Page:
This article opens the discussion regarding how policies and services might best contribute towards the realization of adolescents' sexual and reproductive rights. Girls' reproductive and sexual freedom could be enhanced by the provision of adequate, unbiased information and services -especially regarding contraceptives- that comply with the standards of availability, accessibility, acceptability, good quality, relevance and equity. The repertoires emerging from this article also point to the relevance of critically questioning the consequences of moralistic attitudes that stigmatize girls' sexual activity and focus on the prevention of girls having sexual intercourse, instead of the prevention of unprotected, coerced, uninformed, and unpleasant sexual activity. It would be interesting to explore mechanisms to reconstruct masculinity and parenthood in a more constructive way, and to foster men's/boys' responsibility towards their offspring. Services might play an important role in achieving that if policy makers conceive boys and men, not only as a menace but as an opportunity for improving girls' -and their own- reproductive and sexual health. At the same time, it appears important to reconstruct motherhood not as a woman's destiny, but as a choice, and such a shift would be more likely to occur by having an open debate regarding abortion and the state's responsibility for the provision of welfare services; thereby ensuring that girls can cope with maternity without sacrificing other aspects of their lives-such as education, independence, employment and leisure.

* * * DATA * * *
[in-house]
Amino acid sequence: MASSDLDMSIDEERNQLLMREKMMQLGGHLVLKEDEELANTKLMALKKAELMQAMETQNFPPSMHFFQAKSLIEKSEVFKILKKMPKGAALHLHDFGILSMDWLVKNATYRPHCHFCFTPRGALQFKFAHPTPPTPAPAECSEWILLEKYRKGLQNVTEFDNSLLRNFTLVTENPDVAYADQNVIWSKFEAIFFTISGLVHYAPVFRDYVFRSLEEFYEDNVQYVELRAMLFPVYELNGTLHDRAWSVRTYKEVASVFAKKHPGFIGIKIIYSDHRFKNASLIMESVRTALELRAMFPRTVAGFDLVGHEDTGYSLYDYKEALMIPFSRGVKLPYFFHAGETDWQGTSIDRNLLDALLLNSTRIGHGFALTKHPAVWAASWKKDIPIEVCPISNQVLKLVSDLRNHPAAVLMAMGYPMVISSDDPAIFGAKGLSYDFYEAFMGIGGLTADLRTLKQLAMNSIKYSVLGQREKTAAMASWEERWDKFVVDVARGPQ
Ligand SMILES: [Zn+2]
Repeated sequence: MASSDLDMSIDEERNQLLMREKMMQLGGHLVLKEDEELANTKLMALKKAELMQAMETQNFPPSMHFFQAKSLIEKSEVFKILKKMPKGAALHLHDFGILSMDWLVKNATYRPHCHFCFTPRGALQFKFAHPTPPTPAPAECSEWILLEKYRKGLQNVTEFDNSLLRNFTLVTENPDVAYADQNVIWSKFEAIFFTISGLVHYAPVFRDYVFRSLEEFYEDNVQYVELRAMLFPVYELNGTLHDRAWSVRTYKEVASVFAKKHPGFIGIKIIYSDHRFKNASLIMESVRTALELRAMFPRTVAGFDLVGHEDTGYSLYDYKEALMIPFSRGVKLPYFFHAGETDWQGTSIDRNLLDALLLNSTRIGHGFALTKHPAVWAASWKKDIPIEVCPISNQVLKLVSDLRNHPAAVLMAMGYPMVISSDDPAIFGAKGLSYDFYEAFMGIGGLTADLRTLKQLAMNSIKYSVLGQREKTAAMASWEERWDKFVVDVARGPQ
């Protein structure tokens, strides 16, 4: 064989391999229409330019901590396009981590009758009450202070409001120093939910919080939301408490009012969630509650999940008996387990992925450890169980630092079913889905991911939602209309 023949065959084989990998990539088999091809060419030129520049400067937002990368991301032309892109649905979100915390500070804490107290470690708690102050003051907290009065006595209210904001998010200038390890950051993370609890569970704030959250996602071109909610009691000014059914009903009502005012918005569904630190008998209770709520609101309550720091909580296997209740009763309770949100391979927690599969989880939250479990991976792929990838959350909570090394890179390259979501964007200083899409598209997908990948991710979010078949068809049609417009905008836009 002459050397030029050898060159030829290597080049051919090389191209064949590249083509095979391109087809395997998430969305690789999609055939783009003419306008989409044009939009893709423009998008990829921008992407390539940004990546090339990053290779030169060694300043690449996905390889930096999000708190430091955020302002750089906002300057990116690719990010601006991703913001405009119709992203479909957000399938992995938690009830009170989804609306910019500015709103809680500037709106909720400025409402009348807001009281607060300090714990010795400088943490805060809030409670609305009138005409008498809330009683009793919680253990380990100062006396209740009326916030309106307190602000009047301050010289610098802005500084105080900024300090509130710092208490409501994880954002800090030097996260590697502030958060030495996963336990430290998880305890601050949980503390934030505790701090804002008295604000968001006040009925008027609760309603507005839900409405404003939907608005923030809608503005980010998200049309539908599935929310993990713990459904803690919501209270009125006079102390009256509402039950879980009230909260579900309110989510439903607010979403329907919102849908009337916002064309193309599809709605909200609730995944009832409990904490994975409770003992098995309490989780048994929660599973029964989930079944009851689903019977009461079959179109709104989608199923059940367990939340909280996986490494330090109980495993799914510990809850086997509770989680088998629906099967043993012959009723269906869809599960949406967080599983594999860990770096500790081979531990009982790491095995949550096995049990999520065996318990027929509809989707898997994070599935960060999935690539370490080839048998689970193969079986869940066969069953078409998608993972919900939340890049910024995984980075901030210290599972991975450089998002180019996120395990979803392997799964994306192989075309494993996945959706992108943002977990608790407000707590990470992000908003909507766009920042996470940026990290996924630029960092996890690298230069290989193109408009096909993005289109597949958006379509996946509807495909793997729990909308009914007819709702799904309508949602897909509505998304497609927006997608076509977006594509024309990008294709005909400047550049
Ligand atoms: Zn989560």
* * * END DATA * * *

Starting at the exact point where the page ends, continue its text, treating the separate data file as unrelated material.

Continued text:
Main limitations and measures to enhance trustworthiness
Measures were taken in order to strengthen trustworthiness [36]. Regarding credibility - how well the findings had captured the reality being explored - since the first author was living in the area where the research was going on, credibility was enhanced by prolonged engagement in the area and persistent observation. The risk of naivety was minimized by discussion with the other researchers who were not familiar with the setting. The fact that the first author was both an insider (through her daily work in Orellana), and outsider (through her role as researcher), may have influenced the results. On the one side it helped to gain access to participants, on the other side participants' opinions may have been influenced by social desirability bias. Since the first author was also European, the risk of ethnocentrism also has to be taken into account. Credibility was also enhanced by informal debriefing with colleagues and triangulation of researchers. Referent checking was done through informal discussions with providers who were not involved in the study, and by presenting and discussing preliminary results in a workshop with Orellana's service providers and policy makers. In order to stay closer to the text, the original Spanish version was used for coding, and translation into English only took place after repertoires emerged.